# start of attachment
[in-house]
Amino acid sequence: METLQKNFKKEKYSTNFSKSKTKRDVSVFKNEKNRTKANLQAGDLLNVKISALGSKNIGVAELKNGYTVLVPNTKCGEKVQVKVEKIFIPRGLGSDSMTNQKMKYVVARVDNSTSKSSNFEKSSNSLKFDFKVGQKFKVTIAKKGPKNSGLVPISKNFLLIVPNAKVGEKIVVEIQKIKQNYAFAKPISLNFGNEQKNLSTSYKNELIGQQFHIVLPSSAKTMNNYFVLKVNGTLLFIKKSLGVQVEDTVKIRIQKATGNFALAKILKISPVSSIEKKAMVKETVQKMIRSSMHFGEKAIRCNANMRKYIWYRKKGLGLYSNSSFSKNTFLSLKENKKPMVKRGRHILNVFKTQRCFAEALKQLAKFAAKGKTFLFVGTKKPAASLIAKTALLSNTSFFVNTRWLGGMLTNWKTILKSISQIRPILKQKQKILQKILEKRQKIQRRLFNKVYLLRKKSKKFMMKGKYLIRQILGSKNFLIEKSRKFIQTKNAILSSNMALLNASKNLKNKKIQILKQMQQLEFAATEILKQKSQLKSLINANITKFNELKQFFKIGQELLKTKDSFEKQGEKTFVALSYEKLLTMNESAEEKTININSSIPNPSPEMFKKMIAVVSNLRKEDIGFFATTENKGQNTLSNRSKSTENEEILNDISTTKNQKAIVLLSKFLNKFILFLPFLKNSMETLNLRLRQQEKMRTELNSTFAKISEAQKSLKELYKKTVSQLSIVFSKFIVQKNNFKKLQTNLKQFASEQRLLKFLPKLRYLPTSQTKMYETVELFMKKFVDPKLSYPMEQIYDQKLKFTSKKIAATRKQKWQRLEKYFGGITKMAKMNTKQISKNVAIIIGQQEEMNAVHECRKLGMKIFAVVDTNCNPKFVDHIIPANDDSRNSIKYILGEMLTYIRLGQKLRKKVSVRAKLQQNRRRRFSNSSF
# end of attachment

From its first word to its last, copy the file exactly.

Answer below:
[in-house]
Amino acid sequence: METLQKNFKKEKYSTNFSKSKTKRDVSVFKNEKNRTKANLQAGDLLNVKISALGSKNIGVAELKNGYTVLVPNTKCGEKVQVKVEKIFIPRGLGSDSMTNQKMKYVVARVDNSTSKSSNFEKSSNSLKFDFKVGQKFKVTIAKKGPKNSGLVPISKNFLLIVPNAKVGEKIVVEIQKIKQNYAFAKPISLNFGNEQKNLSTSYKNELIGQQFHIVLPSSAKTMNNYFVLKVNGTLLFIKKSLGVQVEDTVKIRIQKATGNFALAKILKISPVSSIEKKAMVKETVQKMIRSSMHFGEKAIRCNANMRKYIWYRKKGLGLYSNSSFSKNTFLSLKENKKPMVKRGRHILNVFKTQRCFAEALKQLAKFAAKGKTFLFVGTKKPAASLIAKTALLSNTSFFVNTRWLGGMLTNWKTILKSISQIRPILKQKQKILQKILEKRQKIQRRLFNKVYLLRKKSKKFMMKGKYLIRQILGSKNFLIEKSRKFIQTKNAILSSNMALLNASKNLKNKKIQILKQMQQLEFAATEILKQKSQLKSLINANITKFNELKQFFKIGQELLKTKDSFEKQGEKTFVALSYEKLLTMNESAEEKTININSSIPNPSPEMFKKMIAVVSNLRKEDIGFFATTENKGQNTLSNRSKSTENEEILNDISTTKNQKAIVLLSKFLNKFILFLPFLKNSMETLNLRLRQQEKMRTELNSTFAKISEAQKSLKELYKKTVSQLSIVFSKFIVQKNNFKKLQTNLKQFASEQRLLKFLPKLRYLPTSQTKMYETVELFMKKFVDPKLSYPMEQIYDQKLKFTSKKIAATRKQKWQRLEKYFGGITKMAKMNTKQISKNVAIIIGQQEEMNAVHECRKLGMKIFAVVDTNCNPKFVDHIIPANDDSRNSIKYILGEMLTYIRLGQKLRKKVSVRAKLQQNRRRRFSNSSF